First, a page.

If ETL performance takes precedence over everything else, probably don't want a clustered index on that table, either. Here's one of the performance pitfalls of heavy insert activity into a clustered index: if its estimated at more than 100 rows, its going to be sorted before the insert. Depending on the size of the insert, the maximum memory grant, and the grant that insert query recieves that may mean tempdb spill - and a big increase in elapsed time for the insert.
All right. Chances are, this system and workload hint toward performance optimizations needed for both ETL and non-ETL workloads. Maybe the non-clustered index is used both for the ETL deletes and by reporting queries?
In that case, consider dropping it before the inserts, and creating it after the inserts.
This blog post from Paul White is one I think about a lot. He describes wide, per-index plans and narrow, per-row plans here.
Optimizing T-SQL queries that change data
26 January 2013
Maybe keeping the non-clustered index in place for both deletes and inserts is the best choice for your needs. Maybe creating before the deletes, and dropping after the deletes. Maybe dropping before the deletes, and creating after the inserts. It depends which query plans actually use the index, and the relative cost of creating the index vs keeping it around for the activity.
Similarly, maybe a clustered index will be beneficial to the deletes and to the reporting queries (although if the clustered index is meaningful to the deletes the non-clustered index is less likely to be meaningful to the deletes). It'll be a net cost to the inserts, though, compared to a heap.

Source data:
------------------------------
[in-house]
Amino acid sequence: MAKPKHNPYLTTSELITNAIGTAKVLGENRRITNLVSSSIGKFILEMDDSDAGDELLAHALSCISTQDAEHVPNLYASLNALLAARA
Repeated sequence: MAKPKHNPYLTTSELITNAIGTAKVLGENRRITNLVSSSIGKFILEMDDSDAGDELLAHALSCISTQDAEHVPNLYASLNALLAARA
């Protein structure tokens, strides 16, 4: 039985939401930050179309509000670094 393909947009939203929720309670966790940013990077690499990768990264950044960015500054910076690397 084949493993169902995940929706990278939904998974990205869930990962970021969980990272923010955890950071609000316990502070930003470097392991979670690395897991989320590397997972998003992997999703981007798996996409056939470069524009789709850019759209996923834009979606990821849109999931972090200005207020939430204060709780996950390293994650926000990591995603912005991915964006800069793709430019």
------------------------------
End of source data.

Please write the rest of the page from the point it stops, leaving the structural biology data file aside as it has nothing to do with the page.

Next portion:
And... yeah, I agree that in general creating a clustered index and then dropping the clustered index in order to manage fragmentation/average fill in the heap is not something to be done on a regular basis. I'm much more in favor of making sure TABLOCK/TABLOCKX hints are used as needed in delete statements, so page locks are taken and pages emptied by the delete can be deallocated from the heap.
If a clustered index will be created and dropped in order to manage fragmentation of a heap as a once-in-a-while-when-really-needed thing, I recommend taking such an action at a time that the NCI(s) can be dropped before the clustered index is created, and then NCI(s) created again after the clustered index is dropped. Because creating a clustered index on a heap with NCIs will rebuild the NCI(s). And dropping the clustered index will rebuild the NCI(s) again. Droppng the NCI(s) beforehand and creating the NCI(s) again at the end reduces that rigamarole by about half.
Hopefully, rather than creating a clustered index just to drop it again, if once-in-a-while intervention is needed on the heap, it can take the form of ALTER TABLE... MOVE. For that operation, too, I recommend dropping NCI(s) beforehand, and creating NCI(s) afterward. I like having individual control over the NCI rebuilds rather than having them take place automatically due to an action taken on the underlying heap.
One important variable to keep in mind in evaluating these options: the recovery model of the database in question. If transaction log operations are a concern either for performance or transaction log space and the database is in simple recovery model, engaging minimally logged operations wherever possible may be a big gain. If the database is in full recovery model and the txlog is a concern, page splits in a clustered index (or in the NCI for that matter) become a bigger deal. For full recovery model, the benefit of sort_in_tempdb for index create or rebuild operations increases (unless tempdb is more of a sore spot for the instance than the txlog is for the database).